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The ant genus Tapinoma Förster (Formicidae: Dolichoderinae) in Miocene amber of Peru

Abstract : On the 17 extant subfamilies of ants, Dolichoderinae is one of the four major species-rich clades (with Formicinae, Ponerinae, and Myrmicinae), and a cosmopolitan group including some of the world’s most invasive species such as the Argentine ant and white-footed ant. It comprises currently 846 species in 28 extant and 20 extinct genera (Bolton, 2019). Most of the fossils are Cenozoic in age, which accords with the timeline of the Dolichoderinae as proposed by molecular phylogenetic studies (Ward et al., 2010; Moreau & Bell, 2013; Borowiec et al., 2019). According to these studies, crown-group dolichoderines arose sometime between 66 and 53 million years ago. Thus, around or after the Cretaceous–Paleogene transition, although this would have been preceded by approximately 30 million years of stem group evolution. Cretaceous dolichoderines are exceedingly rare indeed, and the only two known genera—Eotapinoma Dlussky, and Chronomyrmex McKellar, Glasier & Engel, from Canadian Campanian amber (79–78 Ma)—although originally placed in the Tapinomini and Leptomyrmecini, respectively, have been suggested to be stem dolichoderines (Dlussky, 1999; McKellar et al., 2013; Boudinot et al., 2016). Another fossil dolichoderine was reported from “Cretaceous amber” of Ethiopia (LaPolla et al., 2013: suppl. fig. 5) but this amber is now known to be much younger in age, likely Miocene (Perrichot et al., 2016, 2018). The first definitive crown-group dolichoderines are thus currently from the middle Eocene (50–45 Ma) of Europe and North America, belonging to various extinct species of the genera Dolichoderus, Iridomyrmex, Liometopum, and Tapinoma (see Barden, 2017). Some earlier crown-group dolichoderines may be present in early Eocene (55–52 Ma) ambers from France, India, and China (Perrichot, pers. observ.), but these have yet to be formally described.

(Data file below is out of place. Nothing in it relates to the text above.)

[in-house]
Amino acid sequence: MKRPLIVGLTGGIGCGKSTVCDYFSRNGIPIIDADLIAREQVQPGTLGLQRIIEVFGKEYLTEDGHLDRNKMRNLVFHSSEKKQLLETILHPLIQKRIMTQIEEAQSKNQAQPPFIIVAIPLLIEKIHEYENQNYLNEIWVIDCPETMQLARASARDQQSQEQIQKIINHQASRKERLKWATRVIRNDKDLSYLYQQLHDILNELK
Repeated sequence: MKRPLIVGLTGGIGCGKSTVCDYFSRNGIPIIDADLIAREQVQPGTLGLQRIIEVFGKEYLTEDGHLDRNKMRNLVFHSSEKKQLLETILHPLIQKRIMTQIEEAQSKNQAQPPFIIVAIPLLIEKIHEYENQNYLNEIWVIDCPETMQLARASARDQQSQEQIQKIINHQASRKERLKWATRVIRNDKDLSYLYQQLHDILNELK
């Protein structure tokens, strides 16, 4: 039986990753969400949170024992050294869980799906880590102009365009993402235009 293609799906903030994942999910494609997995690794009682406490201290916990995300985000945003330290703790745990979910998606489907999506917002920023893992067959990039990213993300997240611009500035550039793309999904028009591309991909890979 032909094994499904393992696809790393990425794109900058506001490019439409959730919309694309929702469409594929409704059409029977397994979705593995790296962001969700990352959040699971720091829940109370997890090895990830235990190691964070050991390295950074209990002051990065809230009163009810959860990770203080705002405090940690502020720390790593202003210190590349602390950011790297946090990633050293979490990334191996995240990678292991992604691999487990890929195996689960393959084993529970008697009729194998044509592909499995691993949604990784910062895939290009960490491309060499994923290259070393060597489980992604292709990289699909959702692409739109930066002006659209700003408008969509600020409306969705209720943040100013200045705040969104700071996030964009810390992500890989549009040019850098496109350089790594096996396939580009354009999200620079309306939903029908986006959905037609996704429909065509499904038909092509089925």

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Vincent Perrichot, Rodolfo Salas-Gismondi, Pierre-Olivier Antoine. The ant genus Tapinoma Förster (Formicidae: Dolichoderinae) in Miocene amber of Peru. Palaeoentomology, 2019, 2 (6), pp.585-590. ⟨10.11646/palaeoentomology.00.0.0⟩. ⟨insu-02439271⟩



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